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In a little village, Gurasada (Hunedoara County), near of Mures river there is a church with a unique architecture for the Rumanian architecture history. The central part is a building with a four-lobe plane, to which, nowadays, is attached a bell-tower. In a document issued by the Hungarian king Andrew III, from 1292, is mentioned the name of the place, which could be a village, - terra Zad -3, reason for which many scholars thought that the central church is from this time. Today the church is an orthodox one, and the painting from inside the bell-tower and the pronaos is dated in 1765 AD4.
During the archaeological excavations from 19775 and 1983-19846 has been pointed of that in Gurasada there are four building phases, to the oldest belonging the central four-lobe church (Fig. 1). Following the Romanic architecture, some time later, in a second phase, another structure with three naves and an external bell-tower over the west entrance has been attached to the central four-lobe together a sacristy erected on the northern wall of the east apse of the first church (Fig. 2, Phase II). The third phase is represented by the same structure with three naves and the sacristy, but this time with a new bell-tower erected over the main nave, the whole structure remaining a Romanic one (Fig. 2, Phase III). The sacristy is the reason for which we think the structure belonged all this time to the catholic cult and, later, had become a parish church, perhaps after the Tartarian invasion in the mid 13th century. Over that, in the fourth building phase, has been erected the nowaday bell-tower; the naves were overbuild, this time, by a single hall - a pronaos in an orthodox manner -, with a new entrance on the northern side. Likely in this time, the church became an orthodox one, which could be related to the so called "Olacos possit aggregar et aggregatos retinere" and in case with the noble family Akos/Akus, mentioned in the document from the end of the 13th century7, who such a permission to bring some Rumanians in its villages, one of which being Gurasada8. Much later, in the 18th century the church was painted again in a typical manner for the orthodox religion. All the graves discovered are later (16th-18th century after the coins) and disturbed the earlier burials. It was found only a small silver made so-called Schlafenring, but in a secondary position9. Unfortunately we could not find ever inside archaeological features or materials in situ for the absolute chronology of the four buildings because the high level of soil water and works including a drain made all around the church at the beginning of the 20th century, but the fact that the second phase is a Romanic one is a good reason to consider that the four-lobe church is much earlier. In this case the document from the end of the 13th century is also useless for the church10, but good for the first mention of the village as an asset of the family Akos/Akus, perhaps related to the Coman warlord Akos/Akus already mentioned in Cronicum pictum Vindobonense11 for the end of the 11th century.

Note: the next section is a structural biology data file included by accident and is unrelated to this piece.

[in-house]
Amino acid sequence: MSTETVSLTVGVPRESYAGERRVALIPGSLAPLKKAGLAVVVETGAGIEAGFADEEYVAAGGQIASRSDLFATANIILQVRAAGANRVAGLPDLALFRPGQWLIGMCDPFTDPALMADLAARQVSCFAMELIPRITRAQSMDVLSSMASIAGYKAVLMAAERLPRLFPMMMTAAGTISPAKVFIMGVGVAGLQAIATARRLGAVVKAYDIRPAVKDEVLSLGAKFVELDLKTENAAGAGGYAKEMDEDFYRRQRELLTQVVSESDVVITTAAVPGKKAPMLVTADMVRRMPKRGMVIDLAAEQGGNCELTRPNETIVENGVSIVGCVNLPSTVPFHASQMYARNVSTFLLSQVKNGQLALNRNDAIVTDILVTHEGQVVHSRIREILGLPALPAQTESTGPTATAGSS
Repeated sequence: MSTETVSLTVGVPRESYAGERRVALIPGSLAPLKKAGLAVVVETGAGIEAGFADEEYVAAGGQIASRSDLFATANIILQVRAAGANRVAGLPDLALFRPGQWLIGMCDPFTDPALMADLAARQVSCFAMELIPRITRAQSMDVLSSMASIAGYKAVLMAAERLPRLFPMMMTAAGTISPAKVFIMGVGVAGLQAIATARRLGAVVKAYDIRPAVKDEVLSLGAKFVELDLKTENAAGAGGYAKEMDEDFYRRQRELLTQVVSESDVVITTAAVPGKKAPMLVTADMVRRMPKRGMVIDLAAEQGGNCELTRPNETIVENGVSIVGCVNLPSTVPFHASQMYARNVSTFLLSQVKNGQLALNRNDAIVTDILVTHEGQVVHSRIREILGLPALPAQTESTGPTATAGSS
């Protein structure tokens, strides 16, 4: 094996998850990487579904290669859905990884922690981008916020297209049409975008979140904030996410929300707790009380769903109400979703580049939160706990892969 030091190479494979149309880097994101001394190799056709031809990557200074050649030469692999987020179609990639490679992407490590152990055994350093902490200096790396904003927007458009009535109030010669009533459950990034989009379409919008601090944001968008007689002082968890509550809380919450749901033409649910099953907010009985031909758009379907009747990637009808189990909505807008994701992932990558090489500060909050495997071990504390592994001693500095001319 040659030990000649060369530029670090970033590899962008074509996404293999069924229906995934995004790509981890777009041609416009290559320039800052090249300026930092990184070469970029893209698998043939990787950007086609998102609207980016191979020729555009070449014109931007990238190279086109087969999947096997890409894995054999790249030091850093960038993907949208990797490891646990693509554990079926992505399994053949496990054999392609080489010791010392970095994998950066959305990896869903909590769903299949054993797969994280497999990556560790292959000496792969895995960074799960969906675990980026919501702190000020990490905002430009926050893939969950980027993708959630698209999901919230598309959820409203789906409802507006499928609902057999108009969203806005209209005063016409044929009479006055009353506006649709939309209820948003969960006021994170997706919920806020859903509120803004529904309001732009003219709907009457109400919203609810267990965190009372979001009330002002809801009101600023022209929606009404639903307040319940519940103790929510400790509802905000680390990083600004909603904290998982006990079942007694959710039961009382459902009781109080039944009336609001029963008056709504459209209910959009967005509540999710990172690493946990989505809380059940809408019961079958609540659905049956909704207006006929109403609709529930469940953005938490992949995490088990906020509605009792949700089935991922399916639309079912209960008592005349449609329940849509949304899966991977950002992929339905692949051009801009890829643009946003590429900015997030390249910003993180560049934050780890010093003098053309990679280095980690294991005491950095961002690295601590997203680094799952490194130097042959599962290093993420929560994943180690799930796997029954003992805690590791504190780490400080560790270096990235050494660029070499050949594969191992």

In Western and Central Europe as in the Byzantine World in the 11th-12th centuries are well known a lot of churches belonging to the so-called rotunda category. In this much larger category there is a group, designated as Tetrakoncha, the four-lobe, in Czech, Slovakia and Hungary12. Some of these could be of a byzantine origin as a result of the relationship between Arpadian Hungary and the Byzantine State. In this case the four-lobe church from Gurasada could belong to one small group, altogether with the rotundae from Alba Julia and Geoagiu, again by Mures river, in a more large frame concerning the relations between the first Hungarians warlords from Transylvania and the emperors from Constantinople with a likely function, first of all as baptistery and then as court/parish-church. The second and the third phases could belong to the time when Transylvania became part of the Hungarian Kingdom13, and Gurasada church, in this frame, acted as a catholic parish-church. It is tempting to assume the destruction of the second phase to the Tartarian invasion, but we have, unfortunately, not yet not proves. After a while the church became an asset of the Rumanian and, such as an orthodox community from Gurasada, as it is proved by the plan of the fourth phase and the paintings (Fig. 2/fourth phase).

* In memoriam Radu Popa.
1 Abstract of a forthcoming paper.
2 I. Chicideanu = I. Motzoi-Chicideanu.
3 See R. Popa, I. Chicideanu, SCIVA 35.1, 1984, 54, n. 2.
4 V. Drăguţ, Buletinul Monumentelor Istorice 41.2, 1972, 63-sqq.
5 R. Popa, I. Chicideanu, SCIVA 35.1, 1984, 54-67.
6 R. Popa and I. Motzoi-Chicideanu, with the sponsorship from Episcopia Arad.
7 G. Popa-Lisseanu (ed.)., Izvoarele istoriei românilor, vol XI, - Cronica pictată de la Viena, Bucureşti 1937, p. 22, 76, 89.
8 Documente privind istoria României, Seria C, veac XIII, II, p. 389.
9 R. Popa, I. Chicideanu, op.cit., p. 62, fig. 4/a.
10 V. Vătăşianu, Istoria artei feudale în Tările romîne, vol. I. Arta în perioada de dezvoltare a feudalismului, Bucureşti 1959, 95-98, with a wrong sketch on fig. 86.
11 G. Popa-Lisseanu, op. cit., loc. cit.; M. Rusu , Revue roumaine d'historie 21.3-4, 1982, 384..
12 Vera Gervers-Molnár, A középkori magyarország rotundái, Budapest 1972, see also the plan for Gurasada , pl. 39.
13 For the hungarian conquest of the inner Carpathian basin ( = Transsylvania) see K. Horedt, Contribuţii la istoria Transilvaniei în secolele IV-XIII, Biblioteca istorică VII, Bucureşti 1958, 109-131.